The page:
But now let me address another issue: defense. I know that there are some who claim that we're spending too much on defense, that defense is somehow being allowed to escape the harsh scrutiny of the budget process. Well, forgive me, but the modest defense growth we're calling for already represents a major compromise with the Congress. Indeed, while doing our best to improve the Nation's defenses, we've compromised with the Congress and given in on every defense budget since September 1981. And we've compromised so much that this year, for the first time in more than 10 years, the defense budget has actually fallen below what it was the year before. But by far the most important point is this: Of all the items in the budget, defense is the only one which must be decided with reference not only to American policy but to the policies of foreign powers who might attempt to terrorize, intimidate, or threaten us and our allies. It's more or less dictated by what someone in some other country is doing.

While our defense fell into disrepair during the 1970's, the Soviets raced ahead with the biggest military buildup in history. And that buildup continues. I had the pleasure when Mr. Gorbachev brought up the point of our military buildup to me -- as if it was somehow aimed at them -- when he finished saying that, I had the pleasure of saying, ``Mr. General Secretary, we're still playing catchup with you.'' And he changed the subject. [Laughter] But the Soviets are engaged in space research, are constantly adding to their nuclear arsenal, and are tirelessly building up their conventional armed forces, especially their navy. To cut the defense budget now any more than we have would put at risk the developing nations of the Third World, including growing democracies like El Salvador and Ecuador, and would endanger the defense of Western Europe. It would cripple our hopes for successful arms talks with the Soviets, and we can't permit this.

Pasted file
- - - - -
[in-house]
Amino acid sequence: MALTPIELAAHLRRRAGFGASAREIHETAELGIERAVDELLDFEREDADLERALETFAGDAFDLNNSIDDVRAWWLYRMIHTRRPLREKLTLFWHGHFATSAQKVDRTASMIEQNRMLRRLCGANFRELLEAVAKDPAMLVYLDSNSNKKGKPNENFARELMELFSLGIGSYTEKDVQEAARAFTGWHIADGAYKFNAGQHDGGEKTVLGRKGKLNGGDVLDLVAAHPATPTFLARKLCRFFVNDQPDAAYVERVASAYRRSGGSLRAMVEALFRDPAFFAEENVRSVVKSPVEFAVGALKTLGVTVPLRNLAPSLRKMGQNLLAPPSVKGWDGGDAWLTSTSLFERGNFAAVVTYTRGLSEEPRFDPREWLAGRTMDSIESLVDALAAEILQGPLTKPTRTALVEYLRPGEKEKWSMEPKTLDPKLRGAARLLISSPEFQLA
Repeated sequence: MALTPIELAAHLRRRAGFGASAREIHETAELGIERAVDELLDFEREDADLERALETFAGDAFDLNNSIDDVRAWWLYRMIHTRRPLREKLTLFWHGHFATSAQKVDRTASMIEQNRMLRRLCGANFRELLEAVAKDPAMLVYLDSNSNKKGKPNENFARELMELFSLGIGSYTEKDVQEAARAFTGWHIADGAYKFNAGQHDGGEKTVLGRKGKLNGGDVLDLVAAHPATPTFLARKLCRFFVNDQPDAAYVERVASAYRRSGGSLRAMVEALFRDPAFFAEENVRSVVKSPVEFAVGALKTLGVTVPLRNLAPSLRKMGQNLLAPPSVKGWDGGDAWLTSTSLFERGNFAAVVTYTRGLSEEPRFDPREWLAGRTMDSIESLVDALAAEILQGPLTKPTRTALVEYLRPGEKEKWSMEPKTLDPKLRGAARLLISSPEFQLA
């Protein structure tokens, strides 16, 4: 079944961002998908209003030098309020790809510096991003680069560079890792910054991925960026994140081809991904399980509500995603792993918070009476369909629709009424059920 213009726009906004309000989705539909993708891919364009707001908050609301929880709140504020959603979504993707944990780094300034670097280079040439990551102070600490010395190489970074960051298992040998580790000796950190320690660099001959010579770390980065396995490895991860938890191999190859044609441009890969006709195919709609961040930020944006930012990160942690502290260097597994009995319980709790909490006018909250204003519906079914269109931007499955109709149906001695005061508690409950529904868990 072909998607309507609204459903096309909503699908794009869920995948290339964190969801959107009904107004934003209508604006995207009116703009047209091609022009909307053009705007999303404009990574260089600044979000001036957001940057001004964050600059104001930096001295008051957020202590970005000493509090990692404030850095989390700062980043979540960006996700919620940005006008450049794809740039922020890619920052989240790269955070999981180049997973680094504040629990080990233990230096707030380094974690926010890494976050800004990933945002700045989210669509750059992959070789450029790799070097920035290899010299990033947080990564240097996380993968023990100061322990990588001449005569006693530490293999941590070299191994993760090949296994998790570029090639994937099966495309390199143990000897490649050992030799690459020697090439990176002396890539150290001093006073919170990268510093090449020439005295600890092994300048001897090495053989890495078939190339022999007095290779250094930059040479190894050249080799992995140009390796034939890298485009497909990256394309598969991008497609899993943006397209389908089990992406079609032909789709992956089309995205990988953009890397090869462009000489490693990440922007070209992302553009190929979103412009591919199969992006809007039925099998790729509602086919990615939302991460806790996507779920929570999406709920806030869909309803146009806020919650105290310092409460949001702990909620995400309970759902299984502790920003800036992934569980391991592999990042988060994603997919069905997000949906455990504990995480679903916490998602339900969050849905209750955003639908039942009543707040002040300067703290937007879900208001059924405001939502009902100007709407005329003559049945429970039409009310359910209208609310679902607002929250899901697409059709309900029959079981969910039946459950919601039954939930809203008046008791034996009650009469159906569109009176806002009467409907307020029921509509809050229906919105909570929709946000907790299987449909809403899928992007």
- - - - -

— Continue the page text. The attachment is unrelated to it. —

Now, of course, there are some in this town who will underestimate this budget and my intention to support it, and that's all right. I got used to being underestimated all the way back in 1966 when I first ran for Governor of California. I was under contract for 13 years to Warner Brothers Studio. And Jack Warner, the head of Warner Brothers, when he heard about the fact that I was in a campaign for Governor, he said, ``No, no. Jimmy Stewart for Governor; Ronald Reagan for best friend.'' [Laughter] Well, the doubters had better really get ready, because we intend to get that budget passed and build a prosperity that will last for all the American people.